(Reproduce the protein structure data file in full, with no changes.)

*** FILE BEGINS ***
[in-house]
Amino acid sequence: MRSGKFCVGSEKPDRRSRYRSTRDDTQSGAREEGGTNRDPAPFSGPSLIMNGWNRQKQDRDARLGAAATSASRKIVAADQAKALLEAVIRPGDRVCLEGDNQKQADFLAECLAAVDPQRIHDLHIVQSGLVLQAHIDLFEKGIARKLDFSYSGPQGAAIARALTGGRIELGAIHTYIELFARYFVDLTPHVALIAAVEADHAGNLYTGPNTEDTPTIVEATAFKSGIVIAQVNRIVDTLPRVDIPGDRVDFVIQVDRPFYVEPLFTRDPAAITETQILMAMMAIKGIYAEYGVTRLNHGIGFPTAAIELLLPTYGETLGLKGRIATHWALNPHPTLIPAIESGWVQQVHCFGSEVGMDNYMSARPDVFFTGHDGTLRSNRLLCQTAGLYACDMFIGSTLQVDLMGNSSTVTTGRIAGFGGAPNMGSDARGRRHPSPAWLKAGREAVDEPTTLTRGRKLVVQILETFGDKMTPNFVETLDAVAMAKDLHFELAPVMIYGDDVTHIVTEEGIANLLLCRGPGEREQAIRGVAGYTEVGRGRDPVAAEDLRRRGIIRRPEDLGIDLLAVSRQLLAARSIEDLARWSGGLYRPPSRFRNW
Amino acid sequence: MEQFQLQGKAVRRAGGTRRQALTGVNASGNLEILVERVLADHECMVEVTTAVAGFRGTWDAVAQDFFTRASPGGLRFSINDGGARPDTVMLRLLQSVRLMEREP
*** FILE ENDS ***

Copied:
[in-house]
Amino acid sequence: MRSGKFCVGSEKPDRRSRYRSTRDDTQSGAREEGGTNRDPAPFSGPSLIMNGWNRQKQDRDARLGAAATSASRKIVAADQAKALLEAVIRPGDRVCLEGDNQKQADFLAECLAAVDPQRIHDLHIVQSGLVLQAHIDLFEKGIARKLDFSYSGPQGAAIARALTGGRIELGAIHTYIELFARYFVDLTPHVALIAAVEADHAGNLYTGPNTEDTPTIVEATAFKSGIVIAQVNRIVDTLPRVDIPGDRVDFVIQVDRPFYVEPLFTRDPAAITETQILMAMMAIKGIYAEYGVTRLNHGIGFPTAAIELLLPTYGETLGLKGRIATHWALNPHPTLIPAIESGWVQQVHCFGSEVGMDNYMSARPDVFFTGHDGTLRSNRLLCQTAGLYACDMFIGSTLQVDLMGNSSTVTTGRIAGFGGAPNMGSDARGRRHPSPAWLKAGREAVDEPTTLTRGRKLVVQILETFGDKMTPNFVETLDAVAMAKDLHFELAPVMIYGDDVTHIVTEEGIANLLLCRGPGEREQAIRGVAGYTEVGRGRDPVAAEDLRRRGIIRRPEDLGIDLLAVSRQLLAARSIEDLARWSGGLYRPPSRFRNW
Amino acid sequence: MEQFQLQGKAVRRAGGTRRQALTGVNASGNLEILVERVLADHECMVEVTTAVAGFRGTWDAVAQDFFTRASPGGLRFSINDGGARPDTVMLRLLQSVRLMEREP